Would you have to learn Luxembourgish to live here? No. The country has three official languages, Luxembourgish, French, and German, and each is seemingly used as much as the other, with English fluency underlying them all. In fact, a law put on the books in 1984 mandates that in official matters, whatever language a citizen uses to ask a question, an administrator must reply as best they can in the same language. In writing, though—on street signs, menus, clothing tags, grocery labels, etc.—you’re more likely to see French, English, or German than Luxembourgish, which is mostly only spoken among locals.And the multilingualism is not limited to just those… significant portions of the population claim Portuguese, English, Spanish, and Italian as their primary language. And no matter what they claim as their mother tongue, just about every Luxembourger speaks English fluently—this is certainly a place you could comfortably live in English, without ever worrying much about learning any of the local languages. Some claim that the country will turn completely Francophone or French/English bilingual sometime in the future. Aside from the ease of language, this is an enjoyable place to live by all accounts. The city has been named 6th Most Livable City in the World by Mercer’s, and has been European Capital of Culture twice—and was the first ever to be so named back in 1995. And if you need a break from the city life, tranquil as it is, about 30 minutes from the capital the renowned Mullerthal region is called Luxembourg’s “Little Switzerland.” Boasting trails, caves, rivers, waterfalls, chasms, ravines, brooks, and little lagoons, it’s an incredible nature getaway.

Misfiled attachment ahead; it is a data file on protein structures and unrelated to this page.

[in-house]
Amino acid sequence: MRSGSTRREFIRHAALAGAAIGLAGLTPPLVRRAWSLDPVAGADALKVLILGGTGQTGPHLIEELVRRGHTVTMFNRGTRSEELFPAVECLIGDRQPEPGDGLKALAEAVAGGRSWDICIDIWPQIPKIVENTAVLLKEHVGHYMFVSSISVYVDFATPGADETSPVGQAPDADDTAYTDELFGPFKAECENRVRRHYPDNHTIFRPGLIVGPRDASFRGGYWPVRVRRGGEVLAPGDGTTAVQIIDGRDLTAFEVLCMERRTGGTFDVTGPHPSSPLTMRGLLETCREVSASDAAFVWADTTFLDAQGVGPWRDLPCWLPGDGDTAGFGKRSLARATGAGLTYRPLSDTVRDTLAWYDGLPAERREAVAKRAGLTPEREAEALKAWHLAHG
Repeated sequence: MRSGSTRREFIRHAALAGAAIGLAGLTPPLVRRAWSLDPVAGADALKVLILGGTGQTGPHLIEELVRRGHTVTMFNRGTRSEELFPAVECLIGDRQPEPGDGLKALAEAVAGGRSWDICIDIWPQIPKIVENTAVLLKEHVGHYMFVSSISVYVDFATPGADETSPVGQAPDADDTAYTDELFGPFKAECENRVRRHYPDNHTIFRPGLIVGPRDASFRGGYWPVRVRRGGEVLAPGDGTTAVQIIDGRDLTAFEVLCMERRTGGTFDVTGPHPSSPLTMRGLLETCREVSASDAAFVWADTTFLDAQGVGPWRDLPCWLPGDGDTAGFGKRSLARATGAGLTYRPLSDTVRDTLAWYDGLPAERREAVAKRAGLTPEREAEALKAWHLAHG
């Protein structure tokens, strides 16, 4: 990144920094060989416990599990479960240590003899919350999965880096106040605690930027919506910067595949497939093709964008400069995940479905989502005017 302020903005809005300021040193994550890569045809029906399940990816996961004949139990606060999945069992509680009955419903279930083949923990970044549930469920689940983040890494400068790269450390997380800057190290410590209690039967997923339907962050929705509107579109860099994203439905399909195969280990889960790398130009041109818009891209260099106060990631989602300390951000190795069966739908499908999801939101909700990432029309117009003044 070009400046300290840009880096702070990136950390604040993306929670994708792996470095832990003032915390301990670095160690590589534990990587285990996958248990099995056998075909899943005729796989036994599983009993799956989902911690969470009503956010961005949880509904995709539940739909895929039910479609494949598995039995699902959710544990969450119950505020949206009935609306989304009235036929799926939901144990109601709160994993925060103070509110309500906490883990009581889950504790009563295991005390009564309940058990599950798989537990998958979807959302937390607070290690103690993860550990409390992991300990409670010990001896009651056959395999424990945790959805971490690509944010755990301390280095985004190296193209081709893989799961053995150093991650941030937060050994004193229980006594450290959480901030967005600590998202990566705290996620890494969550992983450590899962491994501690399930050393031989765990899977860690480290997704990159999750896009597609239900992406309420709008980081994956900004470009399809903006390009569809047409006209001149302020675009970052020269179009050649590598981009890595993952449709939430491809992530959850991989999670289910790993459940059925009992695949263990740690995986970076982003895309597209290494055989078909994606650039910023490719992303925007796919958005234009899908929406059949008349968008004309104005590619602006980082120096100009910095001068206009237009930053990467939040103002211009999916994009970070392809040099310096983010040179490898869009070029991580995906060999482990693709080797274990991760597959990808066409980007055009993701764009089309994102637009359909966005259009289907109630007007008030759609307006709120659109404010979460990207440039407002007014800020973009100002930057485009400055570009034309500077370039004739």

When it comes to protecting their environment, Luxembourg does better than nearly anyone else in the world—it ranked second out of 180 countries in the 2020 Environmental Performance Index and is currently focused on significantly increasing their organic farming.Europe, so travel to and from is easy and affordable, and it’s loaded with history, diverse culture, and art. Kat Kalashian Editor, In Focus: EuropeWithin an hour and a half, you can get anywhere in the country, including to any of its many beautiful castles—for free. While not any cheaper than Paris when it comes to eating out, as of March 1, 2020, Luxembourg became the first country in the world to offer free public transport nationwide (coach class). And the country is impressively networked, so you can practically travel across it and back again for free. With biking and hiking so popular, it’s common for folks to hit the well-signposted trails, go as far as they can, and then hop on a train to get them back home again. Traditional Luxembourgish cuisine isn’t something I’d travel out of my way for (pig neck and broad beans is the traditional dish), but there’s a great selection of international fare, and excellent Portuguese, French, and German restaurants. Plus, the country produces award-winning wines, with the industry along the Moselle River dating back to Roman times. Dry whites and sparkling wines called crémants are the local varieties—I enjoyed each that I sampled. Luxembourg strikes me as the best of all things if you’re looking for a laid-back yet active city lifestyle. It’s not too crowded but loaded with friendly fellow foreigners, it’s at the heart of